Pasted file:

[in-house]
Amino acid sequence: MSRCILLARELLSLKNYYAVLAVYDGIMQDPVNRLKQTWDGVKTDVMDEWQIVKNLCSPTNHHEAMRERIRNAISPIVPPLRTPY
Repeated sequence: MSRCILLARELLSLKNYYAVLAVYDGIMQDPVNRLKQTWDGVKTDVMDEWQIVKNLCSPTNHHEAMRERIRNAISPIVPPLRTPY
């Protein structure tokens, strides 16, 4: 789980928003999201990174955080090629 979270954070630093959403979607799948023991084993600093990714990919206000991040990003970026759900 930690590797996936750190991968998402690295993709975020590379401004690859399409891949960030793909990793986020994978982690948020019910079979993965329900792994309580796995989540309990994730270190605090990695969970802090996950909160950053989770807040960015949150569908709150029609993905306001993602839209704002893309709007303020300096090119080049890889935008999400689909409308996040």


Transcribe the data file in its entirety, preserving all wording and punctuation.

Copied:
[in-house]
Amino acid sequence: MSRCILLARELLSLKNYYAVLAVYDGIMQDPVNRLKQTWDGVKTDVMDEWQIVKNLCSPTNHHEAMRERIRNAISPIVPPLRTPY
Repeated sequence: MSRCILLARELLSLKNYYAVLAVYDGIMQDPVNRLKQTWDGVKTDVMDEWQIVKNLCSPTNHHEAMRERIRNAISPIVPPLRTPY
């Protein structure tokens, strides 16, 4: 789980928003999201990174955080090629 979270954070630093959403979607799948023991084993600093990714990919206000991040990003970026759900 930690590797996936750190991968998402690295993709975020590379401004690859399409891949960030793909990793986020994978982690948020019910079979993965329900792994309580796995989540309990994730270190605090990695969970802090996950909160950053989770807040960015949150569908709150029609993905306001993602839209704002893309709007303020300096090119080049890889935008999400689909409308996040």